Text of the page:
While Sa’d noted that most frustration cases in the past have dealt with issues like fires or condemned buildings, Ries pointed to a recent board case out of London, Ont.
The case, heard in May, involved two students who argued that with classes likely moving online, they no longer needed to move to London for school.
Board member Diane Wade disagreed with their argument, which she characterized as “essentially” one of contract frustration. In order for a contract to be frustrated, Wade wrote in the ruling, an unexpected event must have occurred that wasn’t self-induced or the fault of one of the parties — and the event in question must drastically change the nature of the contract, so it’s impossible to meet its obligations, “not just difficult or expensive.”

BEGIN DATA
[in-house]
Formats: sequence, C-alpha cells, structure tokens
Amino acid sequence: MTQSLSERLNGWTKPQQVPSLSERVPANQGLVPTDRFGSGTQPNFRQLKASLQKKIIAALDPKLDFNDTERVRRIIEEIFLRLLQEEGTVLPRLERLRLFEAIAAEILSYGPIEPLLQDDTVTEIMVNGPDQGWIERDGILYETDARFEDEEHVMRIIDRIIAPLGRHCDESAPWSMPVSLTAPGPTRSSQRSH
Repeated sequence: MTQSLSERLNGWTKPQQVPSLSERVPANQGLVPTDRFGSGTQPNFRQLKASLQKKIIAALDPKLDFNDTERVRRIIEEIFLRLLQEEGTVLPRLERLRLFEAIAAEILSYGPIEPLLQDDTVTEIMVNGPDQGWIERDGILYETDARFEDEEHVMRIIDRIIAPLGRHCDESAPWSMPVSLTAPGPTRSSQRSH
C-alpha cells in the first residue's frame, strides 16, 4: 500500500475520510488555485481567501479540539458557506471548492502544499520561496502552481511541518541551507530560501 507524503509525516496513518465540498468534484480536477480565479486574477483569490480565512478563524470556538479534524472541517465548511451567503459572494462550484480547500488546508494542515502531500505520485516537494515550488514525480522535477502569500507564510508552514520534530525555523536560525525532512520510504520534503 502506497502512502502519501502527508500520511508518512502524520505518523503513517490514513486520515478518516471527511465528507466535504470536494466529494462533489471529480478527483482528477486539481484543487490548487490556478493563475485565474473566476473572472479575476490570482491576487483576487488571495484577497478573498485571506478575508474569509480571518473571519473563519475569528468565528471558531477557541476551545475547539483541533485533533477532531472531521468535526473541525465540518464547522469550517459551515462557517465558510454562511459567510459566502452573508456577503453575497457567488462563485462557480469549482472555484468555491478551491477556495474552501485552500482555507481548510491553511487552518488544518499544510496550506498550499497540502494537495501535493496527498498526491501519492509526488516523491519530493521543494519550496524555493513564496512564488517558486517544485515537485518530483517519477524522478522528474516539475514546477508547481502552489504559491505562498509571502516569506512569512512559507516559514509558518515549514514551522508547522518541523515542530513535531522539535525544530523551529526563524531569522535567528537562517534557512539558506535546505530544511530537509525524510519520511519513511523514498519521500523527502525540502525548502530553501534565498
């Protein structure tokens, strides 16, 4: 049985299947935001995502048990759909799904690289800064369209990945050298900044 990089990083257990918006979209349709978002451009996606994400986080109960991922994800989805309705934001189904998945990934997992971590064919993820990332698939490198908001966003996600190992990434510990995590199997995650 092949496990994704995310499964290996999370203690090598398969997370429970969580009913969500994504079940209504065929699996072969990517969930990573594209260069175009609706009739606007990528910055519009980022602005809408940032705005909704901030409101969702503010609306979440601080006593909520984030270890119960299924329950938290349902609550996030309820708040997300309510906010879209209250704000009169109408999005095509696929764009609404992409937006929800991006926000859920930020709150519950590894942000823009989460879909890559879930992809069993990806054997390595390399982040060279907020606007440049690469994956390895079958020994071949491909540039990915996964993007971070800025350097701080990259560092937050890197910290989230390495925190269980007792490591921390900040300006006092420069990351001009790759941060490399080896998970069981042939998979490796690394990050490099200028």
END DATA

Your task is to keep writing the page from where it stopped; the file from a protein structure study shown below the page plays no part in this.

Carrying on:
While residences are making plans to ensure proper distancing, some students are moving into more populated units as a result of the pandemic.
Paige Gelfer, who studies at U of T, had been living in a one-person basement suite since last September — a unit she’d intended to keep at least until she completes her degree next year. But when COVID-19 restrictions took hold, she began spending more time than ever on her own — which took a toll on her mental health.
Gelfer hadn’t loved living solo, but pre-COVID, said she was out of the unit enough to justify staying, given her low rent. The isolation of a pandemic changed that — she’s now made plans to move in with a friend in September.
“For whatever extra, a couple hundred extra a month? To keep my sanity is probably worth it.”
Victoria Gibson, Local Journalism Initiative Reporter, Toronto Star